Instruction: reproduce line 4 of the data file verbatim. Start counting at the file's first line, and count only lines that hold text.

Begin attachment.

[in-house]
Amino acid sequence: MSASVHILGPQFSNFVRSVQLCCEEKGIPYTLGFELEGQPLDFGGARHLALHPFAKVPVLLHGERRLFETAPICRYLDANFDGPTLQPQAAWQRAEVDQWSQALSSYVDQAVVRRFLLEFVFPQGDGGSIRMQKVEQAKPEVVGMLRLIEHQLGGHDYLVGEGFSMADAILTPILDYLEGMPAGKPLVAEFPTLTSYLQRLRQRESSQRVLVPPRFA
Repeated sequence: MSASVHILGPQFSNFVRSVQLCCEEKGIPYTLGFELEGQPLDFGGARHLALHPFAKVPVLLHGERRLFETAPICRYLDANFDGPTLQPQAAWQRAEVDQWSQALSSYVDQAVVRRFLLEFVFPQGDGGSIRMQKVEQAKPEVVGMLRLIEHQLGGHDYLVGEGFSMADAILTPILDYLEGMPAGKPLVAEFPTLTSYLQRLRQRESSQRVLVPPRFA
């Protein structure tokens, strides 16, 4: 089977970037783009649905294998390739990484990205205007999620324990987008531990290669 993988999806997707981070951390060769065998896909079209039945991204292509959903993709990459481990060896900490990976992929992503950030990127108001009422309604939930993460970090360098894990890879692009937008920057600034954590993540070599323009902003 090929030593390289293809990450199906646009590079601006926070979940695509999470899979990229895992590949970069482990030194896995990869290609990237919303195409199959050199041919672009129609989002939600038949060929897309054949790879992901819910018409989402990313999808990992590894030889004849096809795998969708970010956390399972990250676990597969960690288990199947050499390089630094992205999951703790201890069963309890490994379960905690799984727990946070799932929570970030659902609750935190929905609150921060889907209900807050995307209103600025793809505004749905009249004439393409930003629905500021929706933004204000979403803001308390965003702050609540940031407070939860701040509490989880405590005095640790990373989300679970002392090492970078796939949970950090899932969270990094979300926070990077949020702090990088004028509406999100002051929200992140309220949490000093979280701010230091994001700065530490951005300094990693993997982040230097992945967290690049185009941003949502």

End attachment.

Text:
């Protein structure tokens, strides 16, 4: 089977970037783009649905294998390739990484990205205007999620324990987008531990290669 993988999806997707981070951390060769065998896909079209039945991204292509959903993709990459481990060896900490990976992929992503950030990127108001009422309604939930993460970090360098894990890879692009937008920057600034954590993540070599323009902003 090929030593390289293809990450199906646009590079601006926070979940695509999470899979990229895992590949970069482990030194896995990869290609990237919303195409199959050199041919672009129609989002939600038949060929897309054949790879992901819910018409989402990313999808990992590894030889004849096809795998969708970010956390399972990250676990597969960690288990199947050499390089630094992205999951703790201890069963309890490994379960905690799984727990946070799932929570970030659902609750935190929905609150921060889907209900807050995307209103600025793809505004749905009249004439393409930003629905500021929706933004204000979403803001308390965003702050609540940031407070939860701040509490989880405590005095640790990373989300679970002392090492970078796939949970950090899932969270990094979300926070990077949020702090990088004028509406999100002051929200992140309220949490000093979280701010230091994001700065530490951005300094990693993997982040230097992945967290690049185009941003949502």